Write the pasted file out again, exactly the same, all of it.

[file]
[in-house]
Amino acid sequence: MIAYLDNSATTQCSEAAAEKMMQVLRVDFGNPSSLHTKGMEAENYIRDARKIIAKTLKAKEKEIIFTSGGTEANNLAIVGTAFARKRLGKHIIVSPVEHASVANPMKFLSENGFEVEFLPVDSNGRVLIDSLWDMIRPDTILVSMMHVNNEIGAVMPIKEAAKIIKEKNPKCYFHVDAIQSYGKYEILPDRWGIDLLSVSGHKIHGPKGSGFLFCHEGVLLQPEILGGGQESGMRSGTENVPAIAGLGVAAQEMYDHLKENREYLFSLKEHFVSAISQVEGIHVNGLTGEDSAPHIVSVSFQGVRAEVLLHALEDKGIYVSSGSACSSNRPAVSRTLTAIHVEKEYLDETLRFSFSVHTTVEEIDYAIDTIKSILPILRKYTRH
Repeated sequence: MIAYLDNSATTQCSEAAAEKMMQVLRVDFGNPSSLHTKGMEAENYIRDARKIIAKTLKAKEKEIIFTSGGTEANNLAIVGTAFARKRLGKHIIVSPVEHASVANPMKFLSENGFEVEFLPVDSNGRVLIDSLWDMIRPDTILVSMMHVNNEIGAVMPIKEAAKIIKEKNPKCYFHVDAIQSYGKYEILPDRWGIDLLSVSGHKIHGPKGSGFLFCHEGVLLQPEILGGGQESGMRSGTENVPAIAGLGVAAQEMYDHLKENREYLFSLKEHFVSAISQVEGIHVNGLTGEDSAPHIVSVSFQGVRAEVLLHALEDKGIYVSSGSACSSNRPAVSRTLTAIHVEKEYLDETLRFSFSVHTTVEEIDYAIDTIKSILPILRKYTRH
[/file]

[in-house]
Amino acid sequence: MIAYLDNSATTQCSEAAAEKMMQVLRVDFGNPSSLHTKGMEAENYIRDARKIIAKTLKAKEKEIIFTSGGTEANNLAIVGTAFARKRLGKHIIVSPVEHASVANPMKFLSENGFEVEFLPVDSNGRVLIDSLWDMIRPDTILVSMMHVNNEIGAVMPIKEAAKIIKEKNPKCYFHVDAIQSYGKYEILPDRWGIDLLSVSGHKIHGPKGSGFLFCHEGVLLQPEILGGGQESGMRSGTENVPAIAGLGVAAQEMYDHLKENREYLFSLKEHFVSAISQVEGIHVNGLTGEDSAPHIVSVSFQGVRAEVLLHALEDKGIYVSSGSACSSNRPAVSRTLTAIHVEKEYLDETLRFSFSVHTTVEEIDYAIDTIKSILPILRKYTRH
Repeated sequence: MIAYLDNSATTQCSEAAAEKMMQVLRVDFGNPSSLHTKGMEAENYIRDARKIIAKTLKAKEKEIIFTSGGTEANNLAIVGTAFARKRLGKHIIVSPVEHASVANPMKFLSENGFEVEFLPVDSNGRVLIDSLWDMIRPDTILVSMMHVNNEIGAVMPIKEAAKIIKEKNPKCYFHVDAIQSYGKYEILPDRWGIDLLSVSGHKIHGPKGSGFLFCHEGVLLQPEILGGGQESGMRSGTENVPAIAGLGVAAQEMYDHLKENREYLFSLKEHFVSAISQVEGIHVNGLTGEDSAPHIVSVSFQGVRAEVLLHALEDKGIYVSSGSACSSNRPAVSRTLTAIHVEKEYLDETLRFSFSVHTTVEEIDYAIDTIKSILPILRKYTRH